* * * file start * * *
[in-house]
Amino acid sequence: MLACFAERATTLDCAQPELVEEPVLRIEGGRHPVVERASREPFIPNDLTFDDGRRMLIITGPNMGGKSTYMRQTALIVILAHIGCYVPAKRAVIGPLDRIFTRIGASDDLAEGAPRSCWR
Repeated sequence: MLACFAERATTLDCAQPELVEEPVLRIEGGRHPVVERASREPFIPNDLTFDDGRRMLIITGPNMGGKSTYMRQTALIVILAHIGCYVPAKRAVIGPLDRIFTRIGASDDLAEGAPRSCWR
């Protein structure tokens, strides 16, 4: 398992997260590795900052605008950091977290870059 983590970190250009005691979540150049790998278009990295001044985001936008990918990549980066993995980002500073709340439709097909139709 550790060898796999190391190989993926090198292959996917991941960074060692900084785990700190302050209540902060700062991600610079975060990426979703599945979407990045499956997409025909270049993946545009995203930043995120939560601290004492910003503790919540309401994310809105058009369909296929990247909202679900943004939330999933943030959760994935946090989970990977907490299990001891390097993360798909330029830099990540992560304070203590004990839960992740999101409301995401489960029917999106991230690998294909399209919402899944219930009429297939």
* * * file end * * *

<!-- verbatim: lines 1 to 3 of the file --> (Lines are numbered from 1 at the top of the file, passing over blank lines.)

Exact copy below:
[in-house]
Amino acid sequence: MLACFAERATTLDCAQPELVEEPVLRIEGGRHPVVERASREPFIPNDLTFDDGRRMLIITGPNMGGKSTYMRQTALIVILAHIGCYVPAKRAVIGPLDRIFTRIGASDDLAEGAPRSCWR
Repeated sequence: MLACFAERATTLDCAQPELVEEPVLRIEGGRHPVVERASREPFIPNDLTFDDGRRMLIITGPNMGGKSTYMRQTALIVILAHIGCYVPAKRAVIGPLDRIFTRIGASDDLAEGAPRSCWR